The Bureau of Meteorology’s El Niño–Southern Oscillation (ENSO) is currently set at neutral.
However, the Bureau has moved its ENSO Outlook from ‘WATCH’ to ‘El Niño ALERT’, saying the chance of El Niño developing in 2019 had increased to approximately 70 percent, around triple the normal likelihood.
Signs of El Niño in the atmosphere are less clear. While values of the Southern Oscillation Index (SOI) are currently within El Niño bounds, the index is likely to weaken in the coming days. Large swings in the SOI are not uncommon during the southern hemisphere monsoon season. Additionally, trade winds have been closer to normal over the past fortnight after a period of weakened trades in the western tropical Pacific.
Most international climate models suggest sea surface temperatures in the central tropical Pacific Ocean are likely to remain at El Niño levels into winter. Sustained warmer than average ocean waters would increase the likelihood of coupling between the atmosphere and ocean, which would typically cause changes in Australian and global weather patterns. However, current outlooks have less skill for the period beyond May, and therefore predictions for the latter months should be viewed with some caution.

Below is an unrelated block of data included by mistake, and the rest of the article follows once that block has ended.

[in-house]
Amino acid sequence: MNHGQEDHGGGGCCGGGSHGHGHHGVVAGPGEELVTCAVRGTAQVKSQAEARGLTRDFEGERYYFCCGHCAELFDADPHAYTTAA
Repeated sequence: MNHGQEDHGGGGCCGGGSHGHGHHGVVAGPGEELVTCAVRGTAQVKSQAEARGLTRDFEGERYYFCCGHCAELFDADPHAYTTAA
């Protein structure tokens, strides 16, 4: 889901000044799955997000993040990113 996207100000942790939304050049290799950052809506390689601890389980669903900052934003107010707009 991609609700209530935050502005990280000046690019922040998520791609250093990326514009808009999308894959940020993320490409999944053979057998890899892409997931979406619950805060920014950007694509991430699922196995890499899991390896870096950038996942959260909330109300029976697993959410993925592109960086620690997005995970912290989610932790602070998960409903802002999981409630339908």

El Niño typically brings drier than average conditions for eastern Australia during winter–spring, and warmer days across southern Australia. During the autumn months, the influence of El Niño tends to be weaker, but can bring drier conditions to southern Australia.
The Indian Ocean Dipole (IOD) has little influence on Australia from December to April. Current outlooks suggest the IOD is likely to remain neutral for the remainder of the austral autumn, but indicate a positive IOD may form later in winter. A positive IOD typically means drier than average conditions for southern and central Australia during winter-spring.